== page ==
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Walk-in ER Patient Tested For Ebola At Mt. Sinai In NYC

From the ABC News New York City affiliate, WABC:

Mount Sinai patient tested for Ebola virus

August 04, 2014

UPPER EAST SIDE (WABC) — Mount Sinai Hospital is performing tests on a patient who had recently traveled to a West African country where Ebola has been reported, the hospital says. A male patient with high fever and gastrointestinal symptoms came to the hospital’s emergency room on Monday morning, officials said.

The hospital says the patient has been placed in strict isolation and is undergoing medical screenings to determine the cause of his symptoms. "All necessary steps are being taken to ensure the safety of all patients, visitors and staff. We will continue to work closely with federal, state and city health officials to address and monitor this case, keep the community informed and provide the best quality care to all of our patients," the hospital wrote in a statement…

Were all the people in the waiting room rounded up, as well?

The New York City Department of Health said, "After consultation with CDC and Mount Sinai, the Health Department has concluded that the patient is unlikely to have Ebola. Specimens are being tested for common causes of illness and to definitively exclude Ebola."

Testing for Ebola is done at the CDC. According to a CDC spokesperson testing for Ebola takes 1-2 days after they receive the samples…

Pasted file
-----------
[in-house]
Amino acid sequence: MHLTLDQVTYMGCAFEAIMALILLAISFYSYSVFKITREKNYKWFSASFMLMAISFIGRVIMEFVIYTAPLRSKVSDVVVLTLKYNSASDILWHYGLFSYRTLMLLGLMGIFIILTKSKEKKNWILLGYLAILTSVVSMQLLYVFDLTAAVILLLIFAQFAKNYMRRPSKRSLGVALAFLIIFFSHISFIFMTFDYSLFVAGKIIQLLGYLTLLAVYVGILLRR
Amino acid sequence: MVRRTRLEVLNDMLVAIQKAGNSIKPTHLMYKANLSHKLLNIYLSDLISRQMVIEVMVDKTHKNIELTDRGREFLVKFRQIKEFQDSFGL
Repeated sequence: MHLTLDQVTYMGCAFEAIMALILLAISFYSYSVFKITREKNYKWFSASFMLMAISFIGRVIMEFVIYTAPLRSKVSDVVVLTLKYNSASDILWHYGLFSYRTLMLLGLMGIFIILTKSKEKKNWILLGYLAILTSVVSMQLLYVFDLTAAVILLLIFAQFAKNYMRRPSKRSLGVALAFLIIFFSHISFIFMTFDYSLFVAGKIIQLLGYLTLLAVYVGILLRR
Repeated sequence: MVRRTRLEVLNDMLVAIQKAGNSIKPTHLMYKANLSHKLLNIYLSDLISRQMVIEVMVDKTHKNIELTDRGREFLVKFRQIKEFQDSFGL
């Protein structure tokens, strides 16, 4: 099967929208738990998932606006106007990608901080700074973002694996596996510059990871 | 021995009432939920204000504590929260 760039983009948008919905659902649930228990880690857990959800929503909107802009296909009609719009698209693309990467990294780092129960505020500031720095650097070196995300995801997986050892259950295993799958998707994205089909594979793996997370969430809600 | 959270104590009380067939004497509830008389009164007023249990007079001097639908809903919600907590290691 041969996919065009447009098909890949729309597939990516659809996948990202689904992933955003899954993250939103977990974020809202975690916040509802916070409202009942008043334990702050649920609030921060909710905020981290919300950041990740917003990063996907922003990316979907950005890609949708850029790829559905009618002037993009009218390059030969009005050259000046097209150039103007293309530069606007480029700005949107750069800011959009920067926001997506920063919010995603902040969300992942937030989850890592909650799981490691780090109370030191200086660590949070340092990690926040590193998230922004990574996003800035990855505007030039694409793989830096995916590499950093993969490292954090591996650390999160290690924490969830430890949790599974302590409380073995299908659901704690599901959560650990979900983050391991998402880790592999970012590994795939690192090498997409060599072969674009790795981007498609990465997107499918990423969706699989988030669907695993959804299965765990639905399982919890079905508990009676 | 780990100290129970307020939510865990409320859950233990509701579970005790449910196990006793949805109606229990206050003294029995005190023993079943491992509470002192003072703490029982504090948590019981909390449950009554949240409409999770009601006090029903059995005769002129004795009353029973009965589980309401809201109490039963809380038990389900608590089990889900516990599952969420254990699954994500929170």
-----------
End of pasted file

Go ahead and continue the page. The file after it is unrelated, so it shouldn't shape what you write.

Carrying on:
That’s funny, the authorities were able to pronounce that the woman from Sierra Leona who dropped dead at Gatwick didn’t have Ebola within hours. They said her tests came back negative, and they didn’t take 1-2 days. British medicine must be far ahead of ours.

Federal agents at U.S. airports are watching travelers from Africa for flu-like symptoms that could be tied to the recent Ebola outbreak, as delegations from some 50 countries arrive in the nation’s capital for a leadership summit this week. Border patrol agents at Washington’s Dulles International and New York’s JFK airport in particular have been told to ask travelers about possible exposure to the virus and to be on the lookout for anyone with a fever, headache, achiness, sore throat, diarrhea, vomiting, stomach pain, rash or red eyes."…

Because the BP doesn’t have enough to do at the moment.

If a passenger is suspected of carrying the deadly virus, they would be quarantined immediately and evaluated by medical personnel, according to the Centers for Disease Control and Prevention, which provided the additional training to local airports…

And what happens to the rest of the people on the plane? Wouldn’t it just be easier to stop all flights from the countries in question? (Just kidding, of course. That would be racist.)

While the CDC says it is not screening passengers boarding planes at African airports – the job of local authorities there – the center said it has encouraged vulnerable countries to follow certain precautions. Outbound passengers in the countries experiencing Ebola are being screened for fevers and with health questionnaires…

Sure they are.

Meanwhile from Reuters:

White House: No plans to stop flights from Ebola-stricken nations

The White House said there are no plans for the United States to ban incoming flights from western Africa nations where the Ebola outbreak has occurred.

After all, maybe the Ebola virus is also a refugee. Maybe it wants to flee the poverty and violence of Africa, too.

This article was posted by Steve Gilbert on Tuesday, August 5th, 2014. Comments are currently closed.

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